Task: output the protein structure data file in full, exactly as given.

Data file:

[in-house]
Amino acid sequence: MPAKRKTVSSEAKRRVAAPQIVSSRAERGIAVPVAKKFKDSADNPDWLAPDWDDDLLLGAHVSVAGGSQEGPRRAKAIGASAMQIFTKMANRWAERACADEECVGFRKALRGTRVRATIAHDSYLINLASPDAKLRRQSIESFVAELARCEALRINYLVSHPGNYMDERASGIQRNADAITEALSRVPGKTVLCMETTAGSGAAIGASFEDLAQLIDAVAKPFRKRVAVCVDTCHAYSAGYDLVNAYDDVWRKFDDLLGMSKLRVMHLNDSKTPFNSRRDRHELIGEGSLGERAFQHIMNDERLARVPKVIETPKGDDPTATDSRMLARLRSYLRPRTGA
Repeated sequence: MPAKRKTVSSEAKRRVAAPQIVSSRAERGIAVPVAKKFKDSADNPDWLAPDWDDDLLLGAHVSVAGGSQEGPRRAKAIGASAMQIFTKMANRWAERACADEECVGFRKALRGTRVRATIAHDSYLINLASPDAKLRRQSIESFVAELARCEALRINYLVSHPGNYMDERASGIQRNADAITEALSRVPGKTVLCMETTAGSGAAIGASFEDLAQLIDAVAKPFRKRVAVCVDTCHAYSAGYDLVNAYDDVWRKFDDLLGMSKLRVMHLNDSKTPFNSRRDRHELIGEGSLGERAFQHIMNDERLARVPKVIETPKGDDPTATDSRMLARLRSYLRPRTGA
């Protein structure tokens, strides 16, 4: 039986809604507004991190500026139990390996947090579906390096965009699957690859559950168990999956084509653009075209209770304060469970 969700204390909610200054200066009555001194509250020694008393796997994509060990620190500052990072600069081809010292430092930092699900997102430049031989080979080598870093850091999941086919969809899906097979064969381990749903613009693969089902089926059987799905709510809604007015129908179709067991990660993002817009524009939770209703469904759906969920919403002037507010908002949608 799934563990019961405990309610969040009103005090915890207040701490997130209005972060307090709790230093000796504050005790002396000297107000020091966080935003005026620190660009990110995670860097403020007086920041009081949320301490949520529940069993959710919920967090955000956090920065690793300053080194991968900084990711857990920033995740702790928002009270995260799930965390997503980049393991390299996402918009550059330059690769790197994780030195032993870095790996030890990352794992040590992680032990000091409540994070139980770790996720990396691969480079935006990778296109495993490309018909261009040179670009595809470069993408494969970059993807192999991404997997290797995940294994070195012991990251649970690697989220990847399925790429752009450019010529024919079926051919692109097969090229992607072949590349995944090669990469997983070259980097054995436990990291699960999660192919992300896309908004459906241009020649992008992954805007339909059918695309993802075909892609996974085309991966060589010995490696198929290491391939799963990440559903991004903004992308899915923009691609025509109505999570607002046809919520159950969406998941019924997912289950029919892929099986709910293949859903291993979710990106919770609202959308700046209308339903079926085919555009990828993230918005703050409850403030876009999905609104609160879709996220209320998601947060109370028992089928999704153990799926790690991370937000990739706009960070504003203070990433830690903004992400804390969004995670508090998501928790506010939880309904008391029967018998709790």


[in-house]
Amino acid sequence: MPAKRKTVSSEAKRRVAAPQIVSSRAERGIAVPVAKKFKDSADNPDWLAPDWDDDLLLGAHVSVAGGSQEGPRRAKAIGASAMQIFTKMANRWAERACADEECVGFRKALRGTRVRATIAHDSYLINLASPDAKLRRQSIESFVAELARCEALRINYLVSHPGNYMDERASGIQRNADAITEALSRVPGKTVLCMETTAGSGAAIGASFEDLAQLIDAVAKPFRKRVAVCVDTCHAYSAGYDLVNAYDDVWRKFDDLLGMSKLRVMHLNDSKTPFNSRRDRHELIGEGSLGERAFQHIMNDERLARVPKVIETPKGDDPTATDSRMLARLRSYLRPRTGA
Repeated sequence: MPAKRKTVSSEAKRRVAAPQIVSSRAERGIAVPVAKKFKDSADNPDWLAPDWDDDLLLGAHVSVAGGSQEGPRRAKAIGASAMQIFTKMANRWAERACADEECVGFRKALRGTRVRATIAHDSYLINLASPDAKLRRQSIESFVAELARCEALRINYLVSHPGNYMDERASGIQRNADAITEALSRVPGKTVLCMETTAGSGAAIGASFEDLAQLIDAVAKPFRKRVAVCVDTCHAYSAGYDLVNAYDDVWRKFDDLLGMSKLRVMHLNDSKTPFNSRRDRHELIGEGSLGERAFQHIMNDERLARVPKVIETPKGDDPTATDSRMLARLRSYLRPRTGA
């Protein structure tokens, strides 16, 4: 039986809604507004991190500026139990390996947090579906390096965009699957690859559950168990999956084509653009075209209770304060469970 969700204390909610200054200066009555001194509250020694008393796997994509060990620190500052990072600069081809010292430092930092699900997102430049031989080979080598870093850091999941086919969809899906097979064969381990749903613009693969089902089926059987799905709510809604007015129908179709067991990660993002817009524009939770209703469904759906969920919403002037507010908002949608 799934563990019961405990309610969040009103005090915890207040701490997130209005972060307090709790230093000796504050005790002396000297107000020091966080935003005026620190660009990110995670860097403020007086920041009081949320301490949520529940069993959710919920967090955000956090920065690793300053080194991968900084990711857990920033995740702790928002009270995260799930965390997503980049393991390299996402918009550059330059690769790197994780030195032993870095790996030890990352794992040590992680032990000091409540994070139980770790996720990396691969480079935006990778296109495993490309018909261009040179670009595809470069993408494969970059993807192999991404997997290797995940294994070195012991990251649970690697989220990847399925790429752009450019010529024919079926051919692109097969090229992607072949590349995944090669990469997983070259980097054995436990990291699960999660192919992300896309908004459906241009020649992008992954805007339909059918695309993802075909892609996974085309991966060589010995490696198929290491391939799963990440559903991004903004992308899915923009691609025509109505999570607002046809919520159950969406998941019924997912289950029919892929099986709910293949859903291993979710990106919770609202959308700046209308339903079926085919555009990828993230918005703050409850403030876009999905609104609160879709996220209320998601947060109370028992089928999704153990799926790690991370937000990739706009960070504003203070990433830690903004992400804390969004995670508090998501928790506010939880309904008391029967018998709790």